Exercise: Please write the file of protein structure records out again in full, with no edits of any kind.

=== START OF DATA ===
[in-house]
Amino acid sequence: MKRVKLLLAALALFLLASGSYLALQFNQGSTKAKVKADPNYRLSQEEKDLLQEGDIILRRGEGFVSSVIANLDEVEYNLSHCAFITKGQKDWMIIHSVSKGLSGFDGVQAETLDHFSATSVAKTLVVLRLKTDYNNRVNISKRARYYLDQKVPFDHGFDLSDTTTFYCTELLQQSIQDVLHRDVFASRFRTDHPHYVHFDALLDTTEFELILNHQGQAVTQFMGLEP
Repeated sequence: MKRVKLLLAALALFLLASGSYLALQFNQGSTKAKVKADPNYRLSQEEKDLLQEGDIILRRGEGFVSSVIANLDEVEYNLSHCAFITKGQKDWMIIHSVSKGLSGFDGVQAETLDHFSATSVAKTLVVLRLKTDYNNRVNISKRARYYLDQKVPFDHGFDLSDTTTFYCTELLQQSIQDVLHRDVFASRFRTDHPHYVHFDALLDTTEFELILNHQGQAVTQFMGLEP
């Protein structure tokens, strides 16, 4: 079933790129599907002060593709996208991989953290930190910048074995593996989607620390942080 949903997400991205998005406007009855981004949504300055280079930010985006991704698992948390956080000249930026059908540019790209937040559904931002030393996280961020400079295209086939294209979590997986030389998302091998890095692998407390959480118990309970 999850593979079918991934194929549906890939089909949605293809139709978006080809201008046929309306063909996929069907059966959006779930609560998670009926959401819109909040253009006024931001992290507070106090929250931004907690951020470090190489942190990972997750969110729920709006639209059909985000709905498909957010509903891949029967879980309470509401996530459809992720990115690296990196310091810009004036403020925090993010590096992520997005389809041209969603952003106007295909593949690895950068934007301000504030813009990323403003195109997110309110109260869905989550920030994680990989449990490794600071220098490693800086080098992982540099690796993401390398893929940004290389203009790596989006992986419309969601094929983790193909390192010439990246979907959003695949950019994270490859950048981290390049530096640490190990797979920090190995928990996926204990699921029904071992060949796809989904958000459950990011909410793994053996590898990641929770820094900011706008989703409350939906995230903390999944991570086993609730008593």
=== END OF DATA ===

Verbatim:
[in-house]
Amino acid sequence: MKRVKLLLAALALFLLASGSYLALQFNQGSTKAKVKADPNYRLSQEEKDLLQEGDIILRRGEGFVSSVIANLDEVEYNLSHCAFITKGQKDWMIIHSVSKGLSGFDGVQAETLDHFSATSVAKTLVVLRLKTDYNNRVNISKRARYYLDQKVPFDHGFDLSDTTTFYCTELLQQSIQDVLHRDVFASRFRTDHPHYVHFDALLDTTEFELILNHQGQAVTQFMGLEP
Repeated sequence: MKRVKLLLAALALFLLASGSYLALQFNQGSTKAKVKADPNYRLSQEEKDLLQEGDIILRRGEGFVSSVIANLDEVEYNLSHCAFITKGQKDWMIIHSVSKGLSGFDGVQAETLDHFSATSVAKTLVVLRLKTDYNNRVNISKRARYYLDQKVPFDHGFDLSDTTTFYCTELLQQSIQDVLHRDVFASRFRTDHPHYVHFDALLDTTEFELILNHQGQAVTQFMGLEP
């Protein structure tokens, strides 16, 4: 079933790129599907002060593709996208991989953290930190910048074995593996989607620390942080 949903997400991205998005406007009855981004949504300055280079930010985006991704698992948390956080000249930026059908540019790209937040559904931002030393996280961020400079295209086939294209979590997986030389998302091998890095692998407390959480118990309970 999850593979079918991934194929549906890939089909949605293809139709978006080809201008046929309306063909996929069907059966959006779930609560998670009926959401819109909040253009006024931001992290507070106090929250931004907690951020470090190489942190990972997750969110729920709006639209059909985000709905498909957010509903891949029967879980309470509401996530459809992720990115690296990196310091810009004036403020925090993010590096992520997005389809041209969603952003106007295909593949690895950068934007301000504030813009990323403003195109997110309110109260869905989550920030994680990989449990490794600071220098490693800086080098992982540099690796993401390398893929940004290389203009790596989006992986419309969601094929983790193909390192010439990246979907959003695949950019994270490859950048981290390049530096640490190990797979920090190995928990996926204990699921029904071992060949796809989904958000459950990011909410793994053996590898990641929770820094900011706008989703409350939906995230903390999944991570086993609730008593």